MINISTER of public enterprises Leon Jooste says the government has struck a deal with American aircraft lessor Castlelake to reduce the N$2,5 billion debt owed by the now-defunct Air Namibia.
Although Jooste could not give the actual discount agreed on by the two parties, he revealed they are in the final phase of making the arrangement.
The liquidated airline's debt stemmed from renting two Airbus A330 aircraft before cancelling the deal prematurely due to the unviability of the company.
"We have been negotiating with the lessor for several weeks and will finalise the lease termination agreement soon," Jooste yesterday said.
The lease agreement showed that Air Namibia had to pay roughly N$16 million per aircraft on a monthly basis.
The minister said the government has managed to pay out N$139 million in salaries to the airline's over 600 workers.
This is half of the N$278 million payment made around March or April.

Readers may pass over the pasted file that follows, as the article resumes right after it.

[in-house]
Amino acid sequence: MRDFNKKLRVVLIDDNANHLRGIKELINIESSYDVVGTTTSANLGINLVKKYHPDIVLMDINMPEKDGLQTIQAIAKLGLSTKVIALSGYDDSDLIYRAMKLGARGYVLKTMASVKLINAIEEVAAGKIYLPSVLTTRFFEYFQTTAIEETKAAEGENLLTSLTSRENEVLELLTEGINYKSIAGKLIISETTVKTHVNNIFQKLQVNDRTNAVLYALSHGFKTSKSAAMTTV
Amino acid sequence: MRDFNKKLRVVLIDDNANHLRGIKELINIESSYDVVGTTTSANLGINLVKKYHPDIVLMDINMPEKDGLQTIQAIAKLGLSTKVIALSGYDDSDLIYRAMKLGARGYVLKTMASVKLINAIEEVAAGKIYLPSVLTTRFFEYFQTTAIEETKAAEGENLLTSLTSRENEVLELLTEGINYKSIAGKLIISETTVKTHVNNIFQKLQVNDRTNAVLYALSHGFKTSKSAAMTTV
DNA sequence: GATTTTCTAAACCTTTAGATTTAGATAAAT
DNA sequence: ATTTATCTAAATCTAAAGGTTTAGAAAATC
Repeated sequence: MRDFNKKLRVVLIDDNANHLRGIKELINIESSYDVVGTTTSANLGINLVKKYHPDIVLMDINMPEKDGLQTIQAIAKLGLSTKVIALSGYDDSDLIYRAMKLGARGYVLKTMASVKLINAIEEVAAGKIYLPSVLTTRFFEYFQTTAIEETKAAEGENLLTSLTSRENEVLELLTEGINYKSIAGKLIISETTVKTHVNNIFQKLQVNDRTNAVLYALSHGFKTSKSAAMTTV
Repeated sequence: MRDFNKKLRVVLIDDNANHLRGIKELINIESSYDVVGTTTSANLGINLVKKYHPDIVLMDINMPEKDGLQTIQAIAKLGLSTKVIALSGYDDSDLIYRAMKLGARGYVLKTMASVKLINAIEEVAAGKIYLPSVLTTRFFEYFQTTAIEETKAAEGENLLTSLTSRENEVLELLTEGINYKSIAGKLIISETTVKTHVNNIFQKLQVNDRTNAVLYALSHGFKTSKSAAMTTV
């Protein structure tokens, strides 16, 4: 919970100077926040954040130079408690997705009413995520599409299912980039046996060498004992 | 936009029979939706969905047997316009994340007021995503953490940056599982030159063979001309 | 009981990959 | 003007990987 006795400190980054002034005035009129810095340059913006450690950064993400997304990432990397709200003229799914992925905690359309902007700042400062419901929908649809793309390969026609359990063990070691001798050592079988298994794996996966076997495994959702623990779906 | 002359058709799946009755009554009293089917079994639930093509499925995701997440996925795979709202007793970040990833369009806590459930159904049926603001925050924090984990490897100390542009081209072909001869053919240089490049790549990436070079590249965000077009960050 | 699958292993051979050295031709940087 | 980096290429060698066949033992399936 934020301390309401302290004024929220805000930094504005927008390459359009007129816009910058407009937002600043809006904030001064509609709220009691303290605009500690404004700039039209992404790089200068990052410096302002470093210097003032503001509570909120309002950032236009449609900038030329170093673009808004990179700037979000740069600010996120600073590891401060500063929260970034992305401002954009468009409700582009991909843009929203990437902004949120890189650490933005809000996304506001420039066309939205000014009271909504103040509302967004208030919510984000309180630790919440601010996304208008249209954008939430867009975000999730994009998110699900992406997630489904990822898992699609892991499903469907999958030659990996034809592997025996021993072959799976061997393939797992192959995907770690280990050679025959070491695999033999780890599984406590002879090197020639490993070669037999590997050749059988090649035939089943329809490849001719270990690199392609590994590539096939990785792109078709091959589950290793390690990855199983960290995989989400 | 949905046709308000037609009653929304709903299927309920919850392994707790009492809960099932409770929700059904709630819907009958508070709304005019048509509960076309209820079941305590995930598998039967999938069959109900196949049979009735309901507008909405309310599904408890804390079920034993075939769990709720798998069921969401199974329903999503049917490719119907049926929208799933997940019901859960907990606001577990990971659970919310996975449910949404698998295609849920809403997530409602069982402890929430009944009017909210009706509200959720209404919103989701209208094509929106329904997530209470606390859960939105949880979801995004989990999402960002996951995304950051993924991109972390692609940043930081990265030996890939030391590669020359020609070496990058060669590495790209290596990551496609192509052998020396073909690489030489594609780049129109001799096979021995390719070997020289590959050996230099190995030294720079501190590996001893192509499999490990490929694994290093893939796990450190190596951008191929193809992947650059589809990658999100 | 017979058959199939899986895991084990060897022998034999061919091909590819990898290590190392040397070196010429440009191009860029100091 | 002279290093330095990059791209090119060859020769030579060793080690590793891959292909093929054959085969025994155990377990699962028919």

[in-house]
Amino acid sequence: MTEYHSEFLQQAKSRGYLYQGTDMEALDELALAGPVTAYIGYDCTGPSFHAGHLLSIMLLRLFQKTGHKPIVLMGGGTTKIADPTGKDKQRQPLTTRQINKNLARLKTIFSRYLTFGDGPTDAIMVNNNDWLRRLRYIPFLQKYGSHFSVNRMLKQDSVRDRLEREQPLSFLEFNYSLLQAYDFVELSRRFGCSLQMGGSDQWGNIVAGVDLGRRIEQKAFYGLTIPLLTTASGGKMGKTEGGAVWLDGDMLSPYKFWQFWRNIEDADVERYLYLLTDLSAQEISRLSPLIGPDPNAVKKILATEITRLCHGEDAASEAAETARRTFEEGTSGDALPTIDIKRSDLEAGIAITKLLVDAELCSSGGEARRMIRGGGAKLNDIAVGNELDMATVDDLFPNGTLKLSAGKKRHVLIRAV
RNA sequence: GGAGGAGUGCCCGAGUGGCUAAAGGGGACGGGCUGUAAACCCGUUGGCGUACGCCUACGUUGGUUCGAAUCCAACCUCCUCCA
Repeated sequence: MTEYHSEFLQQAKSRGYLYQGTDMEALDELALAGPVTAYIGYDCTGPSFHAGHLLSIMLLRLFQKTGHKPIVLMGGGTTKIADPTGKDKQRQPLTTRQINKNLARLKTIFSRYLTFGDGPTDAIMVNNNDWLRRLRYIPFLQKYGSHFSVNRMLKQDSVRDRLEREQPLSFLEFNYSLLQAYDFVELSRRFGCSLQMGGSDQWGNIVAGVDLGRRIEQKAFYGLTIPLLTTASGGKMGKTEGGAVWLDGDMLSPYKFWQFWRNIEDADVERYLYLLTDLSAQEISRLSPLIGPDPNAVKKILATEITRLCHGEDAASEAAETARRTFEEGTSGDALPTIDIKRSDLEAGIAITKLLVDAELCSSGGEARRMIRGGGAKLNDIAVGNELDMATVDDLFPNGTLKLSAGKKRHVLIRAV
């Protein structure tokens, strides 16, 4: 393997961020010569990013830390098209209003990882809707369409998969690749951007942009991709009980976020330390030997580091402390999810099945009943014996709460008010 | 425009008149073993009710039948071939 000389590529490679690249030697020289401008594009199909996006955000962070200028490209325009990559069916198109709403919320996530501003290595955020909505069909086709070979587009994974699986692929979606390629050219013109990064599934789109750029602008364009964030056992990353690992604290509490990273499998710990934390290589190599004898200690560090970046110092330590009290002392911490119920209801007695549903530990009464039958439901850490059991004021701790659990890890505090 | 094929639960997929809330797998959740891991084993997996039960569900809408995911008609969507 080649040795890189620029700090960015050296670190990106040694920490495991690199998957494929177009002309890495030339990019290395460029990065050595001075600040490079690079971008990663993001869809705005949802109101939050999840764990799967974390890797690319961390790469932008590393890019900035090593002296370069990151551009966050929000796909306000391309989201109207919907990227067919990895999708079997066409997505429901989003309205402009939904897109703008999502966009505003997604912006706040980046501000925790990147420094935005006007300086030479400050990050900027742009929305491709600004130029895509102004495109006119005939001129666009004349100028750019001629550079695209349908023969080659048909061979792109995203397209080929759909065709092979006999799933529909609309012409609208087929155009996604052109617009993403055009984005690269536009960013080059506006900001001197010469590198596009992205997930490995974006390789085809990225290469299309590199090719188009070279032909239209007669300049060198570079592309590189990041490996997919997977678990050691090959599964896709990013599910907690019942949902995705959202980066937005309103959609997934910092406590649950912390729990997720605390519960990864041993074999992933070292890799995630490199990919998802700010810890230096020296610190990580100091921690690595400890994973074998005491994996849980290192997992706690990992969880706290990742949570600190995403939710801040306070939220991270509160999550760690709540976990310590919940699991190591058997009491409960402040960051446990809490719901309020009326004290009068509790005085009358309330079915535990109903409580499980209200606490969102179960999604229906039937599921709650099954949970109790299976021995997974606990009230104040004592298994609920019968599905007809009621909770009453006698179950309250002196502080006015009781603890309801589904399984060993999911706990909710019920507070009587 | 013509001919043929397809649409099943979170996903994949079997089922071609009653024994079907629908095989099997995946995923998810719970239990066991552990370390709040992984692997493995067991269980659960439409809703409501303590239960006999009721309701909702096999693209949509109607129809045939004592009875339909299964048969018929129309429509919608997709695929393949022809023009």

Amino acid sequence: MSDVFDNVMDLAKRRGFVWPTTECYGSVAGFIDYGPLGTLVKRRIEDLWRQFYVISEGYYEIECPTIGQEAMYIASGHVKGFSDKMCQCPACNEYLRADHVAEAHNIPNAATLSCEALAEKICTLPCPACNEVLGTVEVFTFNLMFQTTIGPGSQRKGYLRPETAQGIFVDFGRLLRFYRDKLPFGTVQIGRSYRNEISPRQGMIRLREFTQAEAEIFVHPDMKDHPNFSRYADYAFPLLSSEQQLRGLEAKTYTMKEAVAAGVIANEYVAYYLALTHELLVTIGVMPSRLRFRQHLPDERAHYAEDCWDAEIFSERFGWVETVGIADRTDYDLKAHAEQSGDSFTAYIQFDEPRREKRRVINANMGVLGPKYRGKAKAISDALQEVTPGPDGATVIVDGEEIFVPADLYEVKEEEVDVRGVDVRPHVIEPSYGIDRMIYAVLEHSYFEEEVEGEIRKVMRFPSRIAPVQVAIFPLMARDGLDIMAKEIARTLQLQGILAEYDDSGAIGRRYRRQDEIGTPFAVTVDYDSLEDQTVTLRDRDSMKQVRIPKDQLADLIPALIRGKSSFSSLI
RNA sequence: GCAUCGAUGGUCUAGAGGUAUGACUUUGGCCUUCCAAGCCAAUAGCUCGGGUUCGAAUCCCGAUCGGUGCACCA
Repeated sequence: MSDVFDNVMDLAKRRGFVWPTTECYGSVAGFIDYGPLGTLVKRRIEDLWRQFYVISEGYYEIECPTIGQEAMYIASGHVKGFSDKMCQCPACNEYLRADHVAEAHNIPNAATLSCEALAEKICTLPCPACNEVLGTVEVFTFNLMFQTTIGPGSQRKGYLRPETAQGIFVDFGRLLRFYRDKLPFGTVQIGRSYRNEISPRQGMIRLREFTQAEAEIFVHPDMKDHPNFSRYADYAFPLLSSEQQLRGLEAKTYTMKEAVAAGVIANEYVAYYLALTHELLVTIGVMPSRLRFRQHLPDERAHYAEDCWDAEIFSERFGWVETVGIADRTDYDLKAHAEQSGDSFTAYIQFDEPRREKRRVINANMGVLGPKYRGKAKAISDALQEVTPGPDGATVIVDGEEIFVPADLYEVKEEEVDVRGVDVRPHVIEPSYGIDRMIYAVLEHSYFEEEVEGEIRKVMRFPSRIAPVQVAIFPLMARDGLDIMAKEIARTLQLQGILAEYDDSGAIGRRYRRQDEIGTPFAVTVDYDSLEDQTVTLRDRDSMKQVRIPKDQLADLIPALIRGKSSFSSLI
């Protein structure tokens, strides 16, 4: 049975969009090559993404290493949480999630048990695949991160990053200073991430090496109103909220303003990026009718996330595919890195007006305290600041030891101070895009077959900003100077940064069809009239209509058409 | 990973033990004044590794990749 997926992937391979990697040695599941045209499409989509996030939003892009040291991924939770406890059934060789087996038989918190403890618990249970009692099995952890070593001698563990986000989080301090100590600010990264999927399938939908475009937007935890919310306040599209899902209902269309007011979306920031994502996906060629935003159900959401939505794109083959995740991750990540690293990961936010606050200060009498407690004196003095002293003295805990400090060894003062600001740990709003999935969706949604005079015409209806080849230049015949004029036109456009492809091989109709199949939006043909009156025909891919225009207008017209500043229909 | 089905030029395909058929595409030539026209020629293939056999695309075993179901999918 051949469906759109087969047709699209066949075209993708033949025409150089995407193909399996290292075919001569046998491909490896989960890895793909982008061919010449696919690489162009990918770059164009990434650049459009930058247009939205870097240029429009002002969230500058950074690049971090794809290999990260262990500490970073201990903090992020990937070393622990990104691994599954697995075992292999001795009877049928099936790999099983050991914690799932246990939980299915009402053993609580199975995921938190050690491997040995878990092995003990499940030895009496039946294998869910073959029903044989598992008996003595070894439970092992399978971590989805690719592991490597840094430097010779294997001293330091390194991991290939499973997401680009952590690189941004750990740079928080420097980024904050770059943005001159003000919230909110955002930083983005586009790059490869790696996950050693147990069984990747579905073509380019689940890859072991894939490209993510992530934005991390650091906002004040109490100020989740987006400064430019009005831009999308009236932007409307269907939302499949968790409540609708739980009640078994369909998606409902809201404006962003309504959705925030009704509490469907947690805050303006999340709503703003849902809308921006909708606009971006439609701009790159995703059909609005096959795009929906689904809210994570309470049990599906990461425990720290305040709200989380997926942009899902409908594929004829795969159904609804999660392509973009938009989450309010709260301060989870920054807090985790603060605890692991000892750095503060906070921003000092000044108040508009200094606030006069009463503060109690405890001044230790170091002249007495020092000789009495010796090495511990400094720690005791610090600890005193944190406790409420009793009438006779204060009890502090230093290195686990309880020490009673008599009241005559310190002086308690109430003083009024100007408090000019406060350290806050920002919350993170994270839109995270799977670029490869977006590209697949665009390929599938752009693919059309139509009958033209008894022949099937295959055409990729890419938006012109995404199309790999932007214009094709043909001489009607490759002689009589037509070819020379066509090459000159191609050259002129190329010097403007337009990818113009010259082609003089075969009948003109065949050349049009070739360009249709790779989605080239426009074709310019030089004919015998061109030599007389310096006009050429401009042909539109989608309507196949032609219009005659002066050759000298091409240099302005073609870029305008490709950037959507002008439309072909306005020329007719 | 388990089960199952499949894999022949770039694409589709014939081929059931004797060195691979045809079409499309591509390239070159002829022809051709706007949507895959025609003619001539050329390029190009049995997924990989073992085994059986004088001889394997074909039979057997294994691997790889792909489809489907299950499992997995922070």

Employees will receive the remaining N$139 million in July this year.
Jooste maintained that the government will be paying full salaries.
"The N$278 million is paid in two installments. Half has been paid," he said.
He said the airline's liquidators, Ian McLaren and David Bruni, indicated they paid workers' severance packages by the end of April.
Namibian Sun on Friday reported that this amount equates N$105 million.
"The liquidators are responsible for the severance pay, not the government," Jooste said in response to some workers claiming they have not received their severance packages.
According to a 2019 discussion paper drafted by the former board of directors, N$2,4 billion needs to be paid to foreign owners.
In addition to paying the lease, Air Namibia may forfeit the security deposit currently sitting with the lessor, amounting to N$94 million.
The government as sole shareholder of Air Namibia on 22 February passed a special resolution for the voluntary winding up of the airline in terms of the Companies Act.
The special resolution was lodged and registered with the Business and Intellectual Property Authority (Bipa) on 24 February. The winding up was confirmed on 26 March this year.
According to a statement filed at Bipa, Air Namibia's assets are worth N$1,04 billion and its liabilities amount to nearly N$5,4 billion.
Air Namibia's single biggest liability amounts to N$2,5 billion, which is the cost of terminating the 12-year lease agreement with Castlelake, the statement says.